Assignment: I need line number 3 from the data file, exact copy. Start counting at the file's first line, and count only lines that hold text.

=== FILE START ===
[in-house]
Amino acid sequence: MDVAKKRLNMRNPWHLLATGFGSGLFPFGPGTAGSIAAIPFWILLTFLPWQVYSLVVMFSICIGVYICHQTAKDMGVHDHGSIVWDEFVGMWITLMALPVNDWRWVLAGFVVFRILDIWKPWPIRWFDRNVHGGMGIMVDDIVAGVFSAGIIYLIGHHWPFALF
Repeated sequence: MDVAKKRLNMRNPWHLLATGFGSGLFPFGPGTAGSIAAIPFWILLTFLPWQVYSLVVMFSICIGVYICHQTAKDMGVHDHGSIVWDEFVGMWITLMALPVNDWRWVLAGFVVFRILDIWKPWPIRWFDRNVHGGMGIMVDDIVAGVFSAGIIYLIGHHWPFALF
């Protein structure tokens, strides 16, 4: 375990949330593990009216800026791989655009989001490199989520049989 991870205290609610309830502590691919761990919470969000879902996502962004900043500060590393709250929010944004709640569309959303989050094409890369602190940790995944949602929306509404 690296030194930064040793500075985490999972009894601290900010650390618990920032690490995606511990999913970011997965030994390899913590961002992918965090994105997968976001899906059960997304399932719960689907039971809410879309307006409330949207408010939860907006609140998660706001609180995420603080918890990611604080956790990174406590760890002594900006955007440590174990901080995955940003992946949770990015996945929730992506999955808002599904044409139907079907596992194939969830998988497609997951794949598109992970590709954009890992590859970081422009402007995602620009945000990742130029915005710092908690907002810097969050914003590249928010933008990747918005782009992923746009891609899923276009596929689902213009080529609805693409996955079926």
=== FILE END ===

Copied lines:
Repeated sequence: MDVAKKRLNMRNPWHLLATGFGSGLFPFGPGTAGSIAAIPFWILLTFLPWQVYSLVVMFSICIGVYICHQTAKDMGVHDHGSIVWDEFVGMWITLMALPVNDWRWVLAGFVVFRILDIWKPWPIRWFDRNVHGGMGIMVDDIVAGVFSAGIIYLIGHHWPFALF